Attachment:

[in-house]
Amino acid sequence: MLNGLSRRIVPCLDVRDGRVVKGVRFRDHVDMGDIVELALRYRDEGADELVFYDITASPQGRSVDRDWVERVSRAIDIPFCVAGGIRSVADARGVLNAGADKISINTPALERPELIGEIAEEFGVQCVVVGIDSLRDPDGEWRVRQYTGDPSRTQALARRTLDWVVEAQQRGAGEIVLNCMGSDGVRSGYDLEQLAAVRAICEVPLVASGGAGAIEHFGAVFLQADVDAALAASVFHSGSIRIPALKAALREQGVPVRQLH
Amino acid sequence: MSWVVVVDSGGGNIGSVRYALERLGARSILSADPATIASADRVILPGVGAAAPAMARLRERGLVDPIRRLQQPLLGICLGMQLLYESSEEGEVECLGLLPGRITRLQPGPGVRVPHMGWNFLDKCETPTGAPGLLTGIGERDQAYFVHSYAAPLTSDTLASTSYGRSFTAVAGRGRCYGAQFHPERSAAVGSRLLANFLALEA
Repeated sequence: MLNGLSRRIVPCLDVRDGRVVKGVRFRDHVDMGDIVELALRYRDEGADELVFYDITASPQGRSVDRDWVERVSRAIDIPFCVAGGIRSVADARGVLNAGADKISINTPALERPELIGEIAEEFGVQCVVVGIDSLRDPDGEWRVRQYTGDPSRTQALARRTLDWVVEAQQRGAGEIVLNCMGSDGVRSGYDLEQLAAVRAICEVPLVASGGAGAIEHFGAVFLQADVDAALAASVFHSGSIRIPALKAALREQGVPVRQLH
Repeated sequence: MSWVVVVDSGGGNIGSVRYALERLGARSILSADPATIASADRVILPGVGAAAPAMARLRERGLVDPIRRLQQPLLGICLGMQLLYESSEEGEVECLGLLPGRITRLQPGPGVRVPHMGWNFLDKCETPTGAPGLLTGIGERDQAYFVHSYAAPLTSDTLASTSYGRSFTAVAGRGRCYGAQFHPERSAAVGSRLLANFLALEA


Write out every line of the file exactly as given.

[in-house]
Amino acid sequence: MLNGLSRRIVPCLDVRDGRVVKGVRFRDHVDMGDIVELALRYRDEGADELVFYDITASPQGRSVDRDWVERVSRAIDIPFCVAGGIRSVADARGVLNAGADKISINTPALERPELIGEIAEEFGVQCVVVGIDSLRDPDGEWRVRQYTGDPSRTQALARRTLDWVVEAQQRGAGEIVLNCMGSDGVRSGYDLEQLAAVRAICEVPLVASGGAGAIEHFGAVFLQADVDAALAASVFHSGSIRIPALKAALREQGVPVRQLH
Amino acid sequence: MSWVVVVDSGGGNIGSVRYALERLGARSILSADPATIASADRVILPGVGAAAPAMARLRERGLVDPIRRLQQPLLGICLGMQLLYESSEEGEVECLGLLPGRITRLQPGPGVRVPHMGWNFLDKCETPTGAPGLLTGIGERDQAYFVHSYAAPLTSDTLASTSYGRSFTAVAGRGRCYGAQFHPERSAAVGSRLLANFLALEA
Repeated sequence: MLNGLSRRIVPCLDVRDGRVVKGVRFRDHVDMGDIVELALRYRDEGADELVFYDITASPQGRSVDRDWVERVSRAIDIPFCVAGGIRSVADARGVLNAGADKISINTPALERPELIGEIAEEFGVQCVVVGIDSLRDPDGEWRVRQYTGDPSRTQALARRTLDWVVEAQQRGAGEIVLNCMGSDGVRSGYDLEQLAAVRAICEVPLVASGGAGAIEHFGAVFLQADVDAALAASVFHSGSIRIPALKAALREQGVPVRQLH
Repeated sequence: MSWVVVVDSGGGNIGSVRYALERLGARSILSADPATIASADRVILPGVGAAAPAMARLRERGLVDPIRRLQQPLLGICLGMQLLYESSEEGEVECLGLLPGRITRLQPGPGVRVPHMGWNFLDKCETPTGAPGLLTGIGERDQAYFVHSYAAPLTSDTLASTSYGRSFTAVAGRGRCYGAQFHPERSAAVGSRLLANFLALEA